This post is about water heaters, but I didn’t think a photo of a water heater would garner much attention, so I opted for the pretty-woman-in-the-shower picture. The news here is important, though, and worth attracting some attention—in the last few years heat pump technology has made two areas of household energy use dramatically more efficient. One of those areas is space heating, with the advent of affordable and highly efficient cold-climate heat pumps (also known as “ductless mini-splits”), and the other area is water heating. Heat-pump water heaters are now available that are two to three times more efficient than standard resistance-element heaters, and could save the average family $300 a year or more. As one would expect, they’re more expensive than standard models, but heating water is one of the larger energy demands in most houses, and because of this the units can pay for themselves in just just a few years. And after they’ve paid for themselves, it’s money in your pocket every month, and far better for the planet, too. Like I’ve said before, efficiency really is the goose that lays the golden egg.
There’s a short video on this Consumer Reports page that gives a good overview of these heaters. Basically, the units use heat pumps, similar to those in refrigerators or air conditioners, to pull heat from the air and put it into the water, and this takes only about a third as much energy to accomplish as creating that heat with a resistance element. Now, while these heaters are probably a wise investment for the vast majority of homeowners, there are a few factors to be aware of before deciding to make a switch. Among them:
— The heaters produce dehumidified air as they operate, which is a side benefit for most people. But, unlike a standard water heater, they need to be installed where there is access to a drain for the condensate to drip into.
— The units are a bit taller than standard water heaters, because the heat pump portion typically sits on top of the tank, so you need to have space for that. Here’s a picture of the Whirlpool model I bought as part of my current net-zero project, and you can see how it’s taller–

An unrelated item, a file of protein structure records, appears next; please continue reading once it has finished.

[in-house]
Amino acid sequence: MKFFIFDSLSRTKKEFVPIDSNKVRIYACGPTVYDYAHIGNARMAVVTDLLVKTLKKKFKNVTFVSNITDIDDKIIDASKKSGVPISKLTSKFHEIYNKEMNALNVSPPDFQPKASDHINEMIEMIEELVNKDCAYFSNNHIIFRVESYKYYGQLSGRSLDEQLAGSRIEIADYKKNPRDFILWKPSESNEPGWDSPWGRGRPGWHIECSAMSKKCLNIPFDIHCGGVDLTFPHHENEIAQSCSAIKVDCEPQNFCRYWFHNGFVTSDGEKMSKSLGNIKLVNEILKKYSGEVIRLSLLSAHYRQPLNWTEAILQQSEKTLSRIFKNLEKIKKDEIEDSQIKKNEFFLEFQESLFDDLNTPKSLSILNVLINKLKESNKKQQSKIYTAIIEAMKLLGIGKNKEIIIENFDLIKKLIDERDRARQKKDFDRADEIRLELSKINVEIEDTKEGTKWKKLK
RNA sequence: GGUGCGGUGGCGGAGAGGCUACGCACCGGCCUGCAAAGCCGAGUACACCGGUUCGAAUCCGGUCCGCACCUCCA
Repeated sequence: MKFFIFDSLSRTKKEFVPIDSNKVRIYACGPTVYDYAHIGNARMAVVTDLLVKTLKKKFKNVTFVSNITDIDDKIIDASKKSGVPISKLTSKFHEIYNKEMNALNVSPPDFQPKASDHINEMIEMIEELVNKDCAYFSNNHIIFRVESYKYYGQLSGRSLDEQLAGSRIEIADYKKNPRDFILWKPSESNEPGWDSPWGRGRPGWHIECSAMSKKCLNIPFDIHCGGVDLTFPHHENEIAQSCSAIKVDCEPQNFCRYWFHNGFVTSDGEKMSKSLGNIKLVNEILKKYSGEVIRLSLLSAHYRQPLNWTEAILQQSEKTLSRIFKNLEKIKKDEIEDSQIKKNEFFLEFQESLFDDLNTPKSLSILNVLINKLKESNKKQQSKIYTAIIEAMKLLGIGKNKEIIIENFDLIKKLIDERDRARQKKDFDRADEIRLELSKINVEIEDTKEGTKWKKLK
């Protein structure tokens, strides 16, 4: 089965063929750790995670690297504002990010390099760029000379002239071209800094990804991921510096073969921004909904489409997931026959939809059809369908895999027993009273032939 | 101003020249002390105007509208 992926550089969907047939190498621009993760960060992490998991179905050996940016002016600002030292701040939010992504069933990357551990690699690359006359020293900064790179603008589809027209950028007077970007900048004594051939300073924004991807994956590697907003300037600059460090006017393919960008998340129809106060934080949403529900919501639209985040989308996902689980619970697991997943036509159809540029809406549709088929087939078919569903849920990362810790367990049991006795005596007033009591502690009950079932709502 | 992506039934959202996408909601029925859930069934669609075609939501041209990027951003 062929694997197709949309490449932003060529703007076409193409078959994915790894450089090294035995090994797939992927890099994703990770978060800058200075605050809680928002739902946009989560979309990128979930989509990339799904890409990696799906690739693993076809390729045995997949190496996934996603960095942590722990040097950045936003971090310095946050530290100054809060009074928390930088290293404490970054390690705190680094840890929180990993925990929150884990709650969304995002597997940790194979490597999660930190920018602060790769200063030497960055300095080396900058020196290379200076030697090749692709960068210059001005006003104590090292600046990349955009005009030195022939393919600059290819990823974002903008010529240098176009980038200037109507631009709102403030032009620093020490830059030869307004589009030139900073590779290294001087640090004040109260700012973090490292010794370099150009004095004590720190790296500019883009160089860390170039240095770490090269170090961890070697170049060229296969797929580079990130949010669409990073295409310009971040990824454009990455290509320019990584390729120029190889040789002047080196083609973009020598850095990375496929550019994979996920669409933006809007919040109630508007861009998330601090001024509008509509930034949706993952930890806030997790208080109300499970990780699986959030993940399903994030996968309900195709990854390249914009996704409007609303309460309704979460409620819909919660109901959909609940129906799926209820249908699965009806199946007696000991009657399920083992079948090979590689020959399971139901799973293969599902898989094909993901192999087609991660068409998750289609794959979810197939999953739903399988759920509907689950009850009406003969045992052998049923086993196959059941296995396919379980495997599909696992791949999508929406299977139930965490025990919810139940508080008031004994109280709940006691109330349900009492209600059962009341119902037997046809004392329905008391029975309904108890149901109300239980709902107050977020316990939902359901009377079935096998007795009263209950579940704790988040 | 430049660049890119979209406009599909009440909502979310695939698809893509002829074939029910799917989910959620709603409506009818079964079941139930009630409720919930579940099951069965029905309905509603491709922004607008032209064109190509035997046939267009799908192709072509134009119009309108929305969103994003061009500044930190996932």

— Because heat pump water heaters pull heat from the surrounding air, they operate more efficiently if they have a bit of extra space around them. In most installations this isn’t a problem, but if your current water heater is in a very tiny closet, it might be an issue. Related to this, they cool the air around them as they operate. If you live in hot climates, then this can be another benefit. In colder climates, you might see less overall efficiency gains in the winter if the building has inefficient space heating, and the water heater forces that system to work harder.
— Because the price of solar PV panels has come down so dramatically, it is now cheaper to heat water with a heat-pump water heater and electricity from PV, than it is to install a thermal solar water heating system. This path to hot water requires far less maintenance, too.
— The units do make some noise, unlike standard electric water heaters. I don’t have mine installed yet, but the water heater we’re replacing is a direct-vent propane model, which has a blower fan, and I actually expect the new one to be quieter.
So, these heat-pump water heaters might not work for everyone, in every situation. If I had to generalize, though, I’d say that the vast majority of everyone out there with a standard resistance-style electric water heater could come out way ahead by switching to a heat pump model. For those people who get hot water from a fuel-oil furnace, it might enable them to turn off their furnace in the summer, when they might otherwise have to keep it running. And for people who heat water with natural gas, the units might not save enough to pay for themselves. Though, if you could switch from natural gas to heating with renewable electricity, then it would still be a big win for the planet, even if your pocketbook didn’t see a difference.
I know two people right now who have switched, and both seem to be thrilled with the performance of their new models. I’ll have ours in soon, and I’ll do a post about it in a month or so.